Love it or hate it, but ever since Dana International claimed her prize in Birmingham in a Gaultier gown trimmed with parrots, the Eurovision Song Contest can legitimately claim that it has done its bit for LGBTQ visibility. In recent years – partly because of the dreadful voting system and the way former Eastern bloc countries have tried to use it to bolster prestige – despite the scale of the event and viewing figures, it’s lost its allure a little and never quite recaptured that frisson of transgressive danger it enjoyed on Dana’s night of triumph in Birmingham in 1998. However, it might just do it again in 2014.

The decision of Austria’s ORF to send drag performer Conchita Wurst to Copenhagen is what could make the difference. Conchita is not the first drag queen to represent their country on the Eurovision stage; in fact, in the light of recent events, it’s worth recalling that Verka Serduchka nearly won for Ukraine in 2007, although this year’s entrant Maria Yaremchuk (not a drag act) can’t be certain of getting quite the same  level of support from countries of the former Soviet Union when it comes to voting this year. Just recently it was reported that the hugely popular  Verka Serduchka may have been dropped as a star act on Russian Saturday night TV because of the Putin government’s laws outlawing “homosexual propaganda”.

Conchita Wurst can sing, and the song will please anyone who likes Bond themes, but as any Eurovision fan will tell you, that doesn’t necessarily make it a winner.  What’s clear though, is that ORF’s decision to send Conchita to Sweden has resulted in an outpouring of homophobia in social media, and serious attempts in both Belarus and Russia to have Austria’s performance blocked from broadcast on the night.  To the Austrian broadcaster’s credit, they haven’t just issued a dull corporate response, but launched a viral campaign which jokily challenges the anti LGBTQ prejudice being shown to their entrant. They want you to knit a fake beard “for tolerance”, and have produced a promotional video to the soundtrack of their own version of Pharrell’s “Happy”.  Douze points.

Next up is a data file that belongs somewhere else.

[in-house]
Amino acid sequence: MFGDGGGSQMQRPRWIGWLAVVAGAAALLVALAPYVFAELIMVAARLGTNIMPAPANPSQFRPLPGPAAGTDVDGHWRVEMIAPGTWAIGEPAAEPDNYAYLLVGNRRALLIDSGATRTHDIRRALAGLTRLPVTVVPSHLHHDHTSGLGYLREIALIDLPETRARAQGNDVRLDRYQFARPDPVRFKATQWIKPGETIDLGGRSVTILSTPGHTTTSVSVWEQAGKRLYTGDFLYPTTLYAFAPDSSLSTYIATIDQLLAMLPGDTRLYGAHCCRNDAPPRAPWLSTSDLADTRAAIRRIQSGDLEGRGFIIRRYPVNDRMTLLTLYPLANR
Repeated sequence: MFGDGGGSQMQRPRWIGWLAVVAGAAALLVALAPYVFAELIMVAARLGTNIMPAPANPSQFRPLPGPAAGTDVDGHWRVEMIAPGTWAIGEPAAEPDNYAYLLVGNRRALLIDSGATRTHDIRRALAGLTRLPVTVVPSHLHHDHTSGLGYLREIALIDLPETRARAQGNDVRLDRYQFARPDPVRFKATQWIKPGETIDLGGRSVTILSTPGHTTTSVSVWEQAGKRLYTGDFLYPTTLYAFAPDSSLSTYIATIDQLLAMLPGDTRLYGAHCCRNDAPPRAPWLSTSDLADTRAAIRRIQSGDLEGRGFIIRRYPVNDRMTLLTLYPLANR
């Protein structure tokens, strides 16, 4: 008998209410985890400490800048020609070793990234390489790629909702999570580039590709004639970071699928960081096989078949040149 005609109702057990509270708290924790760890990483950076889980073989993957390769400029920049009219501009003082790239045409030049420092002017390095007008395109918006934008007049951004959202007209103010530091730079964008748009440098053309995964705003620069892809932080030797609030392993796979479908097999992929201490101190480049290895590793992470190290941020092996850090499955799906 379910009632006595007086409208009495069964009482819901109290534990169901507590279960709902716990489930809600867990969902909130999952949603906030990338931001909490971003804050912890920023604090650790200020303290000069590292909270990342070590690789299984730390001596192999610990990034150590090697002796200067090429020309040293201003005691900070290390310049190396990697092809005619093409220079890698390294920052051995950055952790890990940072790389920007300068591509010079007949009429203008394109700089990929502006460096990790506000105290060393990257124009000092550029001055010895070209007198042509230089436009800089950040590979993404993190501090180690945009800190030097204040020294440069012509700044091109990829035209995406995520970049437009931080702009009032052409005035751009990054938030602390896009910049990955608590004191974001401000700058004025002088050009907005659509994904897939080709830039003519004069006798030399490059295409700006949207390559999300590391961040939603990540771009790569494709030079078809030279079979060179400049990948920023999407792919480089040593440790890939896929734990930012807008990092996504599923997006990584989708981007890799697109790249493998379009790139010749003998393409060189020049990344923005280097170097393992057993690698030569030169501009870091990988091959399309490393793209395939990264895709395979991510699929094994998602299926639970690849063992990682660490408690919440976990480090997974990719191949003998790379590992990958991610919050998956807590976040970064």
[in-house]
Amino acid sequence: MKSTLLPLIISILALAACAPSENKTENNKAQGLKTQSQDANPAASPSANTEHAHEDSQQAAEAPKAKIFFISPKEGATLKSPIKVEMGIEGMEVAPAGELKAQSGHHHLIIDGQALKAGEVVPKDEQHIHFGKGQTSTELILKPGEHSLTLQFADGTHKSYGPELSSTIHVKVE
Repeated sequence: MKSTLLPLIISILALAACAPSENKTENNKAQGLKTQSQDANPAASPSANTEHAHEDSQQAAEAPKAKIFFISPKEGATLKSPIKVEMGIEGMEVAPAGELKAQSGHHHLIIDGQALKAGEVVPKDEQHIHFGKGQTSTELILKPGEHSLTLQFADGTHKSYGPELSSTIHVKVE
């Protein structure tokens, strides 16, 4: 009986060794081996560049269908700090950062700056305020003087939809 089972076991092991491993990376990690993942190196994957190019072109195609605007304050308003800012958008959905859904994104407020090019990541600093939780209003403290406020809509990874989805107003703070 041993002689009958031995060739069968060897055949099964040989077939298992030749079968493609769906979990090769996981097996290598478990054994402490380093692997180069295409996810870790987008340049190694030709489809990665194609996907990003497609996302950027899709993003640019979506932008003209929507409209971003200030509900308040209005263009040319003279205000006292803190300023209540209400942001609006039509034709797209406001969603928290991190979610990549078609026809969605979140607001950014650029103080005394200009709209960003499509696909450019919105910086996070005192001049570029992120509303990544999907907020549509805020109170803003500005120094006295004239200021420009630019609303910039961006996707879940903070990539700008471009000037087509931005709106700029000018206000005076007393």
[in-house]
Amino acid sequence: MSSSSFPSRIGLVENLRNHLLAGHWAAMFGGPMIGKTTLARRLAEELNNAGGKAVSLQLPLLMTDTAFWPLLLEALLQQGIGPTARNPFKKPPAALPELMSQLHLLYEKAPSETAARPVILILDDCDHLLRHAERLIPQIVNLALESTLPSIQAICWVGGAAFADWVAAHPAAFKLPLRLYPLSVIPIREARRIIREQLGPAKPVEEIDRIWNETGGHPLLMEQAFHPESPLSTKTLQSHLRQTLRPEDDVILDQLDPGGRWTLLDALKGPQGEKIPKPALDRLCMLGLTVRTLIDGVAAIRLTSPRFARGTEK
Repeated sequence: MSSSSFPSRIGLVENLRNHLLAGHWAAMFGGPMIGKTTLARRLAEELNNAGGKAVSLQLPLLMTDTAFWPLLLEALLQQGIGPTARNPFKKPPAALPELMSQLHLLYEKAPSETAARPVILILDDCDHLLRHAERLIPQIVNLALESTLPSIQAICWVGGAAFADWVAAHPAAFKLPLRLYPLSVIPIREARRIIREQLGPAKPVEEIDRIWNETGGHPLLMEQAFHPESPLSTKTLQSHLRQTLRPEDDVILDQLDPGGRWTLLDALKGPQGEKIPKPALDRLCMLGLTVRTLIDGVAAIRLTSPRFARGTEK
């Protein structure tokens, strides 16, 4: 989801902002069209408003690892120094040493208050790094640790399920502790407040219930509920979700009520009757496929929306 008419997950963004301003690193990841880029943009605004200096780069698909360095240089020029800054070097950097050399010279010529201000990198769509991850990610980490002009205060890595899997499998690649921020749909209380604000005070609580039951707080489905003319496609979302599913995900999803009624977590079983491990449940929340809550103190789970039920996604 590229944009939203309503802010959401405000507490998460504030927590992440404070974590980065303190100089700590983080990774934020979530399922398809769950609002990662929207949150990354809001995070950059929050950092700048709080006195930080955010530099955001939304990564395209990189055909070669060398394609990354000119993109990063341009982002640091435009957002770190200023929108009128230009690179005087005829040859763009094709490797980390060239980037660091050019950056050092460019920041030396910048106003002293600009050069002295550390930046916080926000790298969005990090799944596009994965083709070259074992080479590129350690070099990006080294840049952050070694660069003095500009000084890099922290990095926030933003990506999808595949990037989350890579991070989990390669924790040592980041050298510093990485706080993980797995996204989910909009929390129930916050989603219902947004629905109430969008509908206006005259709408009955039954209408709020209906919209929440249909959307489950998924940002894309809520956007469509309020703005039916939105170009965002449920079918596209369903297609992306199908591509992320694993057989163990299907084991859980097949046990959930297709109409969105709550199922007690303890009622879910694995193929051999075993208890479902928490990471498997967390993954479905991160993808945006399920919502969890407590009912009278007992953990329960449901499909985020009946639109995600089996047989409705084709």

In the context of Russia’s treatment of the LGBTQ community, and the increasing confidence of those who seek to roll back equality, even if you don’t get out the knitting needles, voting for Conchita – who is openly gay and consistently makes a stand for diversity – in the semi-final on May 8th, so as to ensure Austria is there on the big night (and maybe beyond), is something worth doing, even if you don’t give a ding-a-dong for the ESC.

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